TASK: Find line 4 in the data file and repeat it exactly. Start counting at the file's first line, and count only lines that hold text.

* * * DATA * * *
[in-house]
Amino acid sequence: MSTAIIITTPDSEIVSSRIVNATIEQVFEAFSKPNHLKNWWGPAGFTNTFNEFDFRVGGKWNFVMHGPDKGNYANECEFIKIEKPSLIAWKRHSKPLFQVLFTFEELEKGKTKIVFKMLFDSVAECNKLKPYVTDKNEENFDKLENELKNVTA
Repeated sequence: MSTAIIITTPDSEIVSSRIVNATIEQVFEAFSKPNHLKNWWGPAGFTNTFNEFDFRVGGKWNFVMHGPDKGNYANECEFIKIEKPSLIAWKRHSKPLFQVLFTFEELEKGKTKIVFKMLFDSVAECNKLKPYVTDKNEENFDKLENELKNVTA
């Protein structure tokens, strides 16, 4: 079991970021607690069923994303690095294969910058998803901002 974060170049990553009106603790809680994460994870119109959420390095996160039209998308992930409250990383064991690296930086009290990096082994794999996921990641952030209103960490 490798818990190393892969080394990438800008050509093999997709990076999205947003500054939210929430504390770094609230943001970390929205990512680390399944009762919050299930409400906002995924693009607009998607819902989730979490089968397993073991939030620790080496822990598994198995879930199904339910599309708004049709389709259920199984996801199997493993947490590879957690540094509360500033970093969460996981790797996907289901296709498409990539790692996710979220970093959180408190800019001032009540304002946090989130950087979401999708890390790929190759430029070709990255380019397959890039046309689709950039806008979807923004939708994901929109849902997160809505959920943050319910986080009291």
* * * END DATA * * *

């Protein structure tokens, strides 16, 4: 079991970021607690069923994303690095294969910058998803901002 974060170049990553009106603790809680994460994870119109959420390095996160039209998308992930409250990383064991690296930086009290990096082994794999996921990641952030209103960490 490798818990190393892969080394990438800008050509093999997709990076999205947003500054939210929430504390770094609230943001970390929205990512680390399944009762919050299930409400906002995924693009607009998607819902989730979490089968397993073991939030620790080496822990598994198995879930199904339910599309708004049709389709259920199984996801199997493993947490590879957690540094509360500033970093969460996981790797996907289901296709498409990539790692996710979220970093959180408190800019001032009540304002946090989130950087979401999708890390790929190759430029070709990255380019397959890039046309689709950039806008979807923004939708994901929109849902997160809505959920943050319910986080009291």